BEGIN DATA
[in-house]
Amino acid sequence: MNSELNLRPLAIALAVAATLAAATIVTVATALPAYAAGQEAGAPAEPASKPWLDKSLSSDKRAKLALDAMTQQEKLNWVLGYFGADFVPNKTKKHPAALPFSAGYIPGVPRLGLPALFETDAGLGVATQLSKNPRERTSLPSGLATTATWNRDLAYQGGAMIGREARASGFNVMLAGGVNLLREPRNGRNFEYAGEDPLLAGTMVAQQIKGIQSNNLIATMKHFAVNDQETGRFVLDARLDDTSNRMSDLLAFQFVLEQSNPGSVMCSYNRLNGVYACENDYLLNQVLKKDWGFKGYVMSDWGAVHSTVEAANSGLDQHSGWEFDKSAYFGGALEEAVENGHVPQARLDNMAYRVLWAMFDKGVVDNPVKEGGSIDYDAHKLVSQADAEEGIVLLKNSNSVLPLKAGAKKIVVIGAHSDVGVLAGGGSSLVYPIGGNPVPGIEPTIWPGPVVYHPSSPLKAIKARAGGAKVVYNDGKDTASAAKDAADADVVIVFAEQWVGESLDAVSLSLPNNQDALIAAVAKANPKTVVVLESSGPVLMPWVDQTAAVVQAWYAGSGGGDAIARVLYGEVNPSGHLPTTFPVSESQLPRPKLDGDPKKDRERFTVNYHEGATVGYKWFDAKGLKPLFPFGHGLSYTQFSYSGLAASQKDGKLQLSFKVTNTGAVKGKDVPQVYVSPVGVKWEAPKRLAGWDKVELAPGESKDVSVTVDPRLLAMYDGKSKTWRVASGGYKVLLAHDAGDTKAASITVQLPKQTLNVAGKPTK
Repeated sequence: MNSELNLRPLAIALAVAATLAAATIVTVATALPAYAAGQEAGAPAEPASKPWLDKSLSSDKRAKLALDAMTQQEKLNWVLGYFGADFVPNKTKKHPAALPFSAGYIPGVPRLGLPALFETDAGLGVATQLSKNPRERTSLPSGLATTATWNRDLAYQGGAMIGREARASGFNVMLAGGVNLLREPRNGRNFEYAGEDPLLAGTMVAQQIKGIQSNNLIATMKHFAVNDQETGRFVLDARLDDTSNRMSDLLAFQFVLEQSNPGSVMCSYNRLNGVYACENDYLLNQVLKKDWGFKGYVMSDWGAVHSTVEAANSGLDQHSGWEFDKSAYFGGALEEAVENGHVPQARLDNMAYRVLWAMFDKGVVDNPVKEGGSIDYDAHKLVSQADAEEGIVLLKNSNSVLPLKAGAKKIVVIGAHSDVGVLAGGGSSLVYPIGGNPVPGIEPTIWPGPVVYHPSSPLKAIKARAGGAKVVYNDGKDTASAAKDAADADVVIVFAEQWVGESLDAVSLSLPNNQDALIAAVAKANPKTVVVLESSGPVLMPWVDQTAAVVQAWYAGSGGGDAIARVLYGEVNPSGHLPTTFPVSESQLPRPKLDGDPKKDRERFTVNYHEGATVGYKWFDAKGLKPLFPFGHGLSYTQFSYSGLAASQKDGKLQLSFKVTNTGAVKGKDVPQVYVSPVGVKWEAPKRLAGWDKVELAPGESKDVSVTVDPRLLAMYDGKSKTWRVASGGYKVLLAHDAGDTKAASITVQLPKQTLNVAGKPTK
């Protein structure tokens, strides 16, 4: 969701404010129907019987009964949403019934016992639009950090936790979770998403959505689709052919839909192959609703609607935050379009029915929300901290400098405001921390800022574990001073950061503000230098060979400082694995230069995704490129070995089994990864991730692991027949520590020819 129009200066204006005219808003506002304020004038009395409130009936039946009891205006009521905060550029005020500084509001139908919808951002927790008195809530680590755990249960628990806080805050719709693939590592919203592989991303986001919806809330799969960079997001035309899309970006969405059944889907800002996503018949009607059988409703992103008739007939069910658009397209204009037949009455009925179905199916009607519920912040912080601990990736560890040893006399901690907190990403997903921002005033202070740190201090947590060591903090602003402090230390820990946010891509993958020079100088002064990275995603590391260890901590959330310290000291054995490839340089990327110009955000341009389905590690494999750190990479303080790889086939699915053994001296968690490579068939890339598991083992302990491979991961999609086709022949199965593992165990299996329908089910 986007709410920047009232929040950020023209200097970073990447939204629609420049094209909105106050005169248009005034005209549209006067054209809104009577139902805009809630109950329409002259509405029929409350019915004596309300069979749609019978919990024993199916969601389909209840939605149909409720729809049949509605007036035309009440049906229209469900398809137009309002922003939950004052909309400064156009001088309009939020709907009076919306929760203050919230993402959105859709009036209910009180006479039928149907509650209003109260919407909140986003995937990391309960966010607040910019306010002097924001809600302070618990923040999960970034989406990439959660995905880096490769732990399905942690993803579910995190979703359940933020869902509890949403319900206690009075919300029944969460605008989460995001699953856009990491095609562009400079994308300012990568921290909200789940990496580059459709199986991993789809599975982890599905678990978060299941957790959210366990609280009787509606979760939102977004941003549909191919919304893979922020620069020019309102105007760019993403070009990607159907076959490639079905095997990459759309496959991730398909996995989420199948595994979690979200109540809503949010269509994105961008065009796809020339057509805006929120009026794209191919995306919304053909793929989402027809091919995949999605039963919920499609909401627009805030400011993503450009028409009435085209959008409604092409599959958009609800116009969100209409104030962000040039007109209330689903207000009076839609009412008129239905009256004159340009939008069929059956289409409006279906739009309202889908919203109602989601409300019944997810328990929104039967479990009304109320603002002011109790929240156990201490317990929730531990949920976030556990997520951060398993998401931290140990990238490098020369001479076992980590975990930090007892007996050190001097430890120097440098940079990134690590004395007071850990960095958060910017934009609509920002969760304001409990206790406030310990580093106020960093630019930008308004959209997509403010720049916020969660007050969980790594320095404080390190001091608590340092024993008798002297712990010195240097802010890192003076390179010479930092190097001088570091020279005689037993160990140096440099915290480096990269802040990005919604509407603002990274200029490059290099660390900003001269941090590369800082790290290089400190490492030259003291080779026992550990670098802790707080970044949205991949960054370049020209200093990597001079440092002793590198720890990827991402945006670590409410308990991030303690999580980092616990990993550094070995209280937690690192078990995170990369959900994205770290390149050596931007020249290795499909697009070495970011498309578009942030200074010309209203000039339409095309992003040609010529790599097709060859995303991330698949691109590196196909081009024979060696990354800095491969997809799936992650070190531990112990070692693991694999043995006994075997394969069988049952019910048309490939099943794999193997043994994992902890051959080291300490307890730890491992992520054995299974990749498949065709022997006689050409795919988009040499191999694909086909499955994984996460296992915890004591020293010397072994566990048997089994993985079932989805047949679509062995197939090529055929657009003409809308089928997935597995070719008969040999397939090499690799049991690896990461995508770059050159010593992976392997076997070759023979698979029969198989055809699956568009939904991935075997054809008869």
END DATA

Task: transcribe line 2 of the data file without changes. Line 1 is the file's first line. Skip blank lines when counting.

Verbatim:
Amino acid sequence: MNSELNLRPLAIALAVAATLAAATIVTVATALPAYAAGQEAGAPAEPASKPWLDKSLSSDKRAKLALDAMTQQEKLNWVLGYFGADFVPNKTKKHPAALPFSAGYIPGVPRLGLPALFETDAGLGVATQLSKNPRERTSLPSGLATTATWNRDLAYQGGAMIGREARASGFNVMLAGGVNLLREPRNGRNFEYAGEDPLLAGTMVAQQIKGIQSNNLIATMKHFAVNDQETGRFVLDARLDDTSNRMSDLLAFQFVLEQSNPGSVMCSYNRLNGVYACENDYLLNQVLKKDWGFKGYVMSDWGAVHSTVEAANSGLDQHSGWEFDKSAYFGGALEEAVENGHVPQARLDNMAYRVLWAMFDKGVVDNPVKEGGSIDYDAHKLVSQADAEEGIVLLKNSNSVLPLKAGAKKIVVIGAHSDVGVLAGGGSSLVYPIGGNPVPGIEPTIWPGPVVYHPSSPLKAIKARAGGAKVVYNDGKDTASAAKDAADADVVIVFAEQWVGESLDAVSLSLPNNQDALIAAVAKANPKTVVVLESSGPVLMPWVDQTAAVVQAWYAGSGGGDAIARVLYGEVNPSGHLPTTFPVSESQLPRPKLDGDPKKDRERFTVNYHEGATVGYKWFDAKGLKPLFPFGHGLSYTQFSYSGLAASQKDGKLQLSFKVTNTGAVKGKDVPQVYVSPVGVKWEAPKRLAGWDKVELAPGESKDVSVTVDPRLLAMYDGKSKTWRVASGGYKVLLAHDAGDTKAASITVQLPKQTLNVAGKPTK